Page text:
It is enigmatic that the Torah does not mention any of these sins, and merely states3, “Esav came in from the field and he was tired.” If Eisav had committed such terrible sins, how could the verse merely state that he was exhausted? Why is there no mention of the reason for his exhaustion, i.e. all the sins he had violated? Do we refer to a murderer-idolater-heretic as merely ‘tired’?

Rabbi Nissan Alpert zt’l explained that the Written Torah teaches us the root and foundation of everything. The Oral Torah clarifies the Written Torah4, elucidating the messages and lessons that are hidden in the Written Torah. Thus, while the Oral Torah writes the actual details of what occurred by explicitly listing the sins that Eisav committed, the Written Torah records only the root-problem of why it occurred. How did Eisav, who had been raised in the home of Yitzchok and Rivka, become such a heinous sinner? Because “he was tired”. He was tired in the sense that he had lost all his drive and ambition, and no longer saw achieving spiritual greatness as a feasible goal. When one gives up on himself he is capable of committing the worst sins, rapidly debasing himself almost without limit.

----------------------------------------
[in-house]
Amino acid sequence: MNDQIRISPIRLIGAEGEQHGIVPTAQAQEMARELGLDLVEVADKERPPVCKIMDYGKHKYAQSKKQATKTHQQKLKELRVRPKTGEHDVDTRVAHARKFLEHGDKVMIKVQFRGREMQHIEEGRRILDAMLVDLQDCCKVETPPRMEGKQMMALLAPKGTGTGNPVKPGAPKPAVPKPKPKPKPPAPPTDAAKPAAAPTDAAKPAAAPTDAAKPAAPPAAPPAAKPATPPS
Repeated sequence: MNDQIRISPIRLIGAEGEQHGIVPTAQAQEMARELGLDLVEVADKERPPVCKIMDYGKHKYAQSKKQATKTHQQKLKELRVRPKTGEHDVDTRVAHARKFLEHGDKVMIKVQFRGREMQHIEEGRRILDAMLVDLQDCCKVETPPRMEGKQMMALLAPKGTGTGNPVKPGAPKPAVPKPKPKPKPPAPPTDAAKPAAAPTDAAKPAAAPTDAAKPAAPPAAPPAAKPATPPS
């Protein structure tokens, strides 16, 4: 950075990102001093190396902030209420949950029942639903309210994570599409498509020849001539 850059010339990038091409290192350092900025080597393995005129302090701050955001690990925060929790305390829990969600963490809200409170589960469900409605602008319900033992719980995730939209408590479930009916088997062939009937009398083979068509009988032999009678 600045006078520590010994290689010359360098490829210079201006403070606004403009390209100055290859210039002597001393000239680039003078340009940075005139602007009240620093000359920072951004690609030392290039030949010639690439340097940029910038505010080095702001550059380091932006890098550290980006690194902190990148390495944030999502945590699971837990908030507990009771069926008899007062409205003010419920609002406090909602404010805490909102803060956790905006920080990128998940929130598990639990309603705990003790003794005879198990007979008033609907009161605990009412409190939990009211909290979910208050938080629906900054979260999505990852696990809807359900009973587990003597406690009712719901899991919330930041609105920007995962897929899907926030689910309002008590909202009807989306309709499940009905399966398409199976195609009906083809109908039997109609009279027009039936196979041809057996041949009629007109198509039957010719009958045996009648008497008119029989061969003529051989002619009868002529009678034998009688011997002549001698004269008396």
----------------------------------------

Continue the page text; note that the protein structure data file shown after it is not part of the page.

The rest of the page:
The verse alludes to this idea when it writes והוא עיף" – and he was tired.” It does not simply say that Eisav arrived from the field ‘tired’. Rather, it says ‘and he was tired’, as if to imply that his entire essence was tired5. He was completely devoid of aspiration and passion, and that was the key to his hasty spiritual decline.

In a sense Eisav’s downfall lay in the fact that he was ‘sick and tired’. That attitude is extremely deleterious, and can have a disastrous effect.

At the time of Akeidas Yitzchok6, Avrohom was one hundred and thirty seven years old. The Akeidah was the last of the ten tests that Avrohom was challenged with7. Yet Avrohom lived for another twenty eight years. If Avrohom had already traversed the ten major ‘tests’, what was left for Avrohom to accomplish during the remaining years of his life?